When it comes to Santos, no news is good news. And the message from its half-year results this morning was clear; everything is going according to plan.
Santos (STO) is a company in transformation. Once seen merely as a dividend stream from its Cooper Basin interests with capital growth shackled by state government legislated limits on shareholdings, now is a growth stock.
The results themselves – earnings up 3%, revenue up 1% and production down 4% – were largely irrelevant.
Instead, the costs associated with its two huge new developments that were under the spotlight. And both showed no indication of the kind of blowouts that have afflicted major resource developments of recent years, sending the company's share price up 0.14% to $14.03 in morning trade compared to a 0.9% fall in the wider index.
Its PNG liquefied natural gas development is now 90% complete with scheduled production now just months ahead rather than years. The Gladstone LNG project is 60% complete and should be exporting gas by 2015 (see Tim Treadgold's Santos fires up on LNG).
That has drawn investor eyes to the future, 18 months to three years forward. And Gladstone the project with the greatest capacity for things to go haywire, has seen cost estimates remained unchanged at $18.5 billion.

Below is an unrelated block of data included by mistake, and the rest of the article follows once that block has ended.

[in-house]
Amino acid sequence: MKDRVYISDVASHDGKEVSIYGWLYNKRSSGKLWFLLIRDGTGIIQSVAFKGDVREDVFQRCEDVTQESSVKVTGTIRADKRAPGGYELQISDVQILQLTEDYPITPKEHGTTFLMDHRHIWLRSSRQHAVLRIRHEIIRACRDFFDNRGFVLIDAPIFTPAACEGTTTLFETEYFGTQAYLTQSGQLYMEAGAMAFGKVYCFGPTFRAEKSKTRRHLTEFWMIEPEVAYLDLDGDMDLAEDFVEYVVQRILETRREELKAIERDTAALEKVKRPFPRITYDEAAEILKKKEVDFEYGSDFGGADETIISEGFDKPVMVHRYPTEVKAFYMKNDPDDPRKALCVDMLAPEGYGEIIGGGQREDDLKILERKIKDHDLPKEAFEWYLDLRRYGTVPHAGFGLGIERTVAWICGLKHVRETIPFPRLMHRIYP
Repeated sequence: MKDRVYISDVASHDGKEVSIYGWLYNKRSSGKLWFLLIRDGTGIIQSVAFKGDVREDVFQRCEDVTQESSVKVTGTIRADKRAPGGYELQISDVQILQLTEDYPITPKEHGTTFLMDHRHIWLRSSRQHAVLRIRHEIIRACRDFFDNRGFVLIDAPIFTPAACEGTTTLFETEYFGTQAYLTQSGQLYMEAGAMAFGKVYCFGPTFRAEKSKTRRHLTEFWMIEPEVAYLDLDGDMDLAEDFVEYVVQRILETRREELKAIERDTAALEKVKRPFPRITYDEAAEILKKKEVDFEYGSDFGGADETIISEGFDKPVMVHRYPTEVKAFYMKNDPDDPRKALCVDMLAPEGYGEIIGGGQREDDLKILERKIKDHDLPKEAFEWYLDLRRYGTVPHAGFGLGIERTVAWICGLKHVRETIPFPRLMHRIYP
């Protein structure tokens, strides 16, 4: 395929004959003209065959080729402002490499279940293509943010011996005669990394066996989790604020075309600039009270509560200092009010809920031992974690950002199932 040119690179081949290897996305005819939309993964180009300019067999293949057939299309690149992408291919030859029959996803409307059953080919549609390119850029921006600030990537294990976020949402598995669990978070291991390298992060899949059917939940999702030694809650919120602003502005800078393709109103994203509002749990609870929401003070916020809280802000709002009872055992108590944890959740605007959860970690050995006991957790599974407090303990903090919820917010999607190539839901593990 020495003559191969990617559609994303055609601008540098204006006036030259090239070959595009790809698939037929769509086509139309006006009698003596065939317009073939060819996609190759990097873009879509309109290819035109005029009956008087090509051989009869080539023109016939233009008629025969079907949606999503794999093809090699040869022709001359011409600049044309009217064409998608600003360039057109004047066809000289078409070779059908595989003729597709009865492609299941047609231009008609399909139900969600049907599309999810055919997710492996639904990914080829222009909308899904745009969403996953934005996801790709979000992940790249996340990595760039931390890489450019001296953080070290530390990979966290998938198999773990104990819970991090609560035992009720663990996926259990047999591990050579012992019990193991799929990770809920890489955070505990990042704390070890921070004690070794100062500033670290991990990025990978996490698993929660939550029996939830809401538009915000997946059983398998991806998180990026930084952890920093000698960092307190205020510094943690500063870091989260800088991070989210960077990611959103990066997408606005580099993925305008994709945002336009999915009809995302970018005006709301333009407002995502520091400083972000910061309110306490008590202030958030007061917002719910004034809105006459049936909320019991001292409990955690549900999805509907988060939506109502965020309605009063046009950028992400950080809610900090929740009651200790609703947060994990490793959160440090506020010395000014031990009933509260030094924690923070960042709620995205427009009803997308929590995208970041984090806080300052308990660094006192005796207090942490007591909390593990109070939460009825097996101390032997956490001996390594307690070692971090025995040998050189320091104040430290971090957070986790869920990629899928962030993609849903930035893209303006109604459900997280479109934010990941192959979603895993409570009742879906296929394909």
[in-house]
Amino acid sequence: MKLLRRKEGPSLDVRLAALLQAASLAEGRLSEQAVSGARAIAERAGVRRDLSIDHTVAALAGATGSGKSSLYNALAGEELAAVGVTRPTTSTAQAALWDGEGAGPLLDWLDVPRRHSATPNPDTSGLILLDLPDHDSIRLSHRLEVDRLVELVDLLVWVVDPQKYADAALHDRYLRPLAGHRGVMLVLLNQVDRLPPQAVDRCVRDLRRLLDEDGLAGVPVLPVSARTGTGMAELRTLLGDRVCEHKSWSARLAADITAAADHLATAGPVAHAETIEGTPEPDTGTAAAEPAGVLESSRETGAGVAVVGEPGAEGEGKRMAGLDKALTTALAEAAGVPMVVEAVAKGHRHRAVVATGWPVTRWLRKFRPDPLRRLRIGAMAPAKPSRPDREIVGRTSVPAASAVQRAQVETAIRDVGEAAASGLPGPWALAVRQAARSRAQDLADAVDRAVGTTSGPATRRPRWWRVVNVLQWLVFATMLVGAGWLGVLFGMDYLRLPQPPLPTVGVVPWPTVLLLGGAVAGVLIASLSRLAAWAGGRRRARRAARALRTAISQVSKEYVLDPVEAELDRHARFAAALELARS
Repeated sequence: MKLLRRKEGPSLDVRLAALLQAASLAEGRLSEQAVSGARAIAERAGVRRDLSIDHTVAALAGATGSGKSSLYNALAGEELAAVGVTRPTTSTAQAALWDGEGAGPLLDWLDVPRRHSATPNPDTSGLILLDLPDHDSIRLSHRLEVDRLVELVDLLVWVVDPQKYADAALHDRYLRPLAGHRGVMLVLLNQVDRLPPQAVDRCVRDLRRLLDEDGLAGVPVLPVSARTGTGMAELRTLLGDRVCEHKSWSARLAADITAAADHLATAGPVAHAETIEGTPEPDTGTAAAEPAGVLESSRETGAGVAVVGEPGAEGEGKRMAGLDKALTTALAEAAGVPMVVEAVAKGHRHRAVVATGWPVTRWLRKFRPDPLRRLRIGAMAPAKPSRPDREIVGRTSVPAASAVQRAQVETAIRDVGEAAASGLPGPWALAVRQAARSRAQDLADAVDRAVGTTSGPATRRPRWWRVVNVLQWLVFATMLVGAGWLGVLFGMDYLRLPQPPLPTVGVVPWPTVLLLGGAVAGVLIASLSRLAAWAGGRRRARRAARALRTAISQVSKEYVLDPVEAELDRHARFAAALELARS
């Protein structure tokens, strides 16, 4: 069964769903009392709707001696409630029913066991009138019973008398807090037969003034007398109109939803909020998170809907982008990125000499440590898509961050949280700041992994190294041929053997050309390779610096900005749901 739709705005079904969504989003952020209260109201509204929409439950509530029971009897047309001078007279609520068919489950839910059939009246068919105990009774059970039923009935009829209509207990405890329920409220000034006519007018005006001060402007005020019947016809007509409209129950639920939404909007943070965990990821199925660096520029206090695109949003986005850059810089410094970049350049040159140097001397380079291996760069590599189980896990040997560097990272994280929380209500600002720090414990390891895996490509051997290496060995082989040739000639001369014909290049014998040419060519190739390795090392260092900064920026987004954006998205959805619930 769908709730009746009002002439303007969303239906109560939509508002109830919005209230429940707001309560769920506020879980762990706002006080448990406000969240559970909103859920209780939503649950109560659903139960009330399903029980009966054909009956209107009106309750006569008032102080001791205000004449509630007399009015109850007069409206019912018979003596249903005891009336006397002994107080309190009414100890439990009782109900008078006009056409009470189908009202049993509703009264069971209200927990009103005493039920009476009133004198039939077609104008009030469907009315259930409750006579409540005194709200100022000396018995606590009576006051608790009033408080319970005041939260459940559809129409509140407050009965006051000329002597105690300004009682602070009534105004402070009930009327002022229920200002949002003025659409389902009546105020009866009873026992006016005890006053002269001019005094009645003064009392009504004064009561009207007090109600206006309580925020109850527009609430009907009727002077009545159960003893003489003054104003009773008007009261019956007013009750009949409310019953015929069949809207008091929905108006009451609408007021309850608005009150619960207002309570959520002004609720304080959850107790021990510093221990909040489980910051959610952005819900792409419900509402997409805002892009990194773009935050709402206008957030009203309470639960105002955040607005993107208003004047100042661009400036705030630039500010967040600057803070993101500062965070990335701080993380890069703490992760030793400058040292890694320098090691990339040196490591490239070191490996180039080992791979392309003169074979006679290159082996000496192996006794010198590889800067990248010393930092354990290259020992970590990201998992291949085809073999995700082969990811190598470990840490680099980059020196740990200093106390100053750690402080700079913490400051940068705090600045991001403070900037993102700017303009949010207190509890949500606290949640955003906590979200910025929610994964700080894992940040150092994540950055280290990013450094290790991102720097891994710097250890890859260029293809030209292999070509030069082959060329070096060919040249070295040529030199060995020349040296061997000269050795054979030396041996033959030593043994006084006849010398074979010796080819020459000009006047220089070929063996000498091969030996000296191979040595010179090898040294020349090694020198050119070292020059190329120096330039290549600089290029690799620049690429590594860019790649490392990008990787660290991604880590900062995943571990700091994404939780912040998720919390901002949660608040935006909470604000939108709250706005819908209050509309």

The first-half production shortfall, flagged last month in detail by the company following planned shutdowns particularly in the Cooper Basin, was more than compensated by improved prices. Gas and oil prices both were up with the company posting record average prices.
In the past year, there have been serious concerns about the viability of Australia’s LNG industry following major shale gas discoveries in the US and the possibility of cheap American gas flooding the Asian market.
Much of that analysis overlooks the potential for increased demand as Asian development continues and as the preference for LNG as a cleaner fuel than coal.
But Santos appears to be well insulated from short term price declines with offtake arrangements inked with Total, Petronas and Kogas, the major players in Asia’s gas industry.